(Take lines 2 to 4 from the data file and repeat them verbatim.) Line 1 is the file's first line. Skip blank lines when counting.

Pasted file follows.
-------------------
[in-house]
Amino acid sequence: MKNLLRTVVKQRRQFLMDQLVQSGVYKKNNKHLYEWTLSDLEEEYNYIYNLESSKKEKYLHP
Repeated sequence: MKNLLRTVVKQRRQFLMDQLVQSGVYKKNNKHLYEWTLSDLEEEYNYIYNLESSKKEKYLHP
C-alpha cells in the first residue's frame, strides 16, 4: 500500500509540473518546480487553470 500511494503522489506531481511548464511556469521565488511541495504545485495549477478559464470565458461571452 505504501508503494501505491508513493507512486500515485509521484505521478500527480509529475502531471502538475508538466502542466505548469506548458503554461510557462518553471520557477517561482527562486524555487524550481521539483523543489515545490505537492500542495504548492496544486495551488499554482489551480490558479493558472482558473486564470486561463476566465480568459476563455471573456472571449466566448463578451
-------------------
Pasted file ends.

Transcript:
Amino acid sequence: MKNLLRTVVKQRRQFLMDQLVQSGVYKKNNKHLYEWTLSDLEEEYNYIYNLESSKKEKYLHP
Repeated sequence: MKNLLRTVVKQRRQFLMDQLVQSGVYKKNNKHLYEWTLSDLEEEYNYIYNLESSKKEKYLHP
C-alpha cells in the first residue's frame, strides 16, 4: 500500500509540473518546480487553470 500511494503522489506531481511548464511556469521565488511541495504545485495549477478559464470565458461571452 505504501508503494501505491508513493507512486500515485509521484505521478500527480509529475502531471502538475508538466502542466505548469506548458503554461510557462518553471520557477517561482527562486524555487524550481521539483523543489515545490505537492500542495504548492496544486495551488499554482489551480490558479493558472482558473486564470486561463476566465480568459476563455471573456472571449466566448463578451